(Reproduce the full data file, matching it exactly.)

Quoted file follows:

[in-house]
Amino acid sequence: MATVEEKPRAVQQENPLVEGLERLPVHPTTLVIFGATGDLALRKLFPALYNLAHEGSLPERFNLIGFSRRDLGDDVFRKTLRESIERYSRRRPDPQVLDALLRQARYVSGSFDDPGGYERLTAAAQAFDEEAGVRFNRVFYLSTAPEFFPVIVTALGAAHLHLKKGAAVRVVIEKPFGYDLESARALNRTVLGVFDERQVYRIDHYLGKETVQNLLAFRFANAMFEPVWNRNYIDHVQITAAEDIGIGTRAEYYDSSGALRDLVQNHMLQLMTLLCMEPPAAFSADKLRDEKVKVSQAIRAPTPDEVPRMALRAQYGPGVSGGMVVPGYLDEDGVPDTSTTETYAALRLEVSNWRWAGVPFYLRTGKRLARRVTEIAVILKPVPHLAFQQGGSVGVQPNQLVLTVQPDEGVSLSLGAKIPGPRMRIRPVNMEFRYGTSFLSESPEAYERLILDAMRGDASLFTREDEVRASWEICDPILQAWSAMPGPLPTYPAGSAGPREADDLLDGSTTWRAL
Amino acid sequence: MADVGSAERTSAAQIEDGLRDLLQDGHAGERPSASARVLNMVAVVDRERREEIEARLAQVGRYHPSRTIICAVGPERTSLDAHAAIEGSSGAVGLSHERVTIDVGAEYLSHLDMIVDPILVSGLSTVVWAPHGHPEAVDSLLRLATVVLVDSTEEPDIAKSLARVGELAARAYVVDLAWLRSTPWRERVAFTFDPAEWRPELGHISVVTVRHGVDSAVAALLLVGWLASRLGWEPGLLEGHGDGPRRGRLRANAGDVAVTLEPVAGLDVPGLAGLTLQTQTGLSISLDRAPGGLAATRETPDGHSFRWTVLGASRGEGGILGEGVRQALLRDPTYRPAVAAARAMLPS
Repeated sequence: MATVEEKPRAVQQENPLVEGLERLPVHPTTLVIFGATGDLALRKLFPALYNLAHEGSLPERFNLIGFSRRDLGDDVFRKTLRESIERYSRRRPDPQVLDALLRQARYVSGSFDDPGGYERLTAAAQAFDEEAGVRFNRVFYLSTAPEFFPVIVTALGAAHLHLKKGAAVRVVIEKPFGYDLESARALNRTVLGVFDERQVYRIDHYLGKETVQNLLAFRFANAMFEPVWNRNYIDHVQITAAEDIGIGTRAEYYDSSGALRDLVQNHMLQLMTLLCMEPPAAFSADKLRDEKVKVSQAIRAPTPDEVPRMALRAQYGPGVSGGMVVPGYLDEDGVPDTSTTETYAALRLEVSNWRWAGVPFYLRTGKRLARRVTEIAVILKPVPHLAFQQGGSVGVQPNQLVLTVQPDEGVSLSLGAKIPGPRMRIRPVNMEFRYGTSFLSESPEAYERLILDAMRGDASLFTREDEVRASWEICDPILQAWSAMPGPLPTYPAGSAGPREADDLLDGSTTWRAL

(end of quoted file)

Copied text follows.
[in-house]
Amino acid sequence: MATVEEKPRAVQQENPLVEGLERLPVHPTTLVIFGATGDLALRKLFPALYNLAHEGSLPERFNLIGFSRRDLGDDVFRKTLRESIERYSRRRPDPQVLDALLRQARYVSGSFDDPGGYERLTAAAQAFDEEAGVRFNRVFYLSTAPEFFPVIVTALGAAHLHLKKGAAVRVVIEKPFGYDLESARALNRTVLGVFDERQVYRIDHYLGKETVQNLLAFRFANAMFEPVWNRNYIDHVQITAAEDIGIGTRAEYYDSSGALRDLVQNHMLQLMTLLCMEPPAAFSADKLRDEKVKVSQAIRAPTPDEVPRMALRAQYGPGVSGGMVVPGYLDEDGVPDTSTTETYAALRLEVSNWRWAGVPFYLRTGKRLARRVTEIAVILKPVPHLAFQQGGSVGVQPNQLVLTVQPDEGVSLSLGAKIPGPRMRIRPVNMEFRYGTSFLSESPEAYERLILDAMRGDASLFTREDEVRASWEICDPILQAWSAMPGPLPTYPAGSAGPREADDLLDGSTTWRAL
Amino acid sequence: MADVGSAERTSAAQIEDGLRDLLQDGHAGERPSASARVLNMVAVVDRERREEIEARLAQVGRYHPSRTIICAVGPERTSLDAHAAIEGSSGAVGLSHERVTIDVGAEYLSHLDMIVDPILVSGLSTVVWAPHGHPEAVDSLLRLATVVLVDSTEEPDIAKSLARVGELAARAYVVDLAWLRSTPWRERVAFTFDPAEWRPELGHISVVTVRHGVDSAVAALLLVGWLASRLGWEPGLLEGHGDGPRRGRLRANAGDVAVTLEPVAGLDVPGLAGLTLQTQTGLSISLDRAPGGLAATRETPDGHSFRWTVLGASRGEGGILGEGVRQALLRDPTYRPAVAAARAMLPS
Repeated sequence: MATVEEKPRAVQQENPLVEGLERLPVHPTTLVIFGATGDLALRKLFPALYNLAHEGSLPERFNLIGFSRRDLGDDVFRKTLRESIERYSRRRPDPQVLDALLRQARYVSGSFDDPGGYERLTAAAQAFDEEAGVRFNRVFYLSTAPEFFPVIVTALGAAHLHLKKGAAVRVVIEKPFGYDLESARALNRTVLGVFDERQVYRIDHYLGKETVQNLLAFRFANAMFEPVWNRNYIDHVQITAAEDIGIGTRAEYYDSSGALRDLVQNHMLQLMTLLCMEPPAAFSADKLRDEKVKVSQAIRAPTPDEVPRMALRAQYGPGVSGGMVVPGYLDEDGVPDTSTTETYAALRLEVSNWRWAGVPFYLRTGKRLARRVTEIAVILKPVPHLAFQQGGSVGVQPNQLVLTVQPDEGVSLSLGAKIPGPRMRIRPVNMEFRYGTSFLSESPEAYERLILDAMRGDASLFTREDEVRASWEICDPILQAWSAMPGPLPTYPAGSAGPREADDLLDGSTTWRAL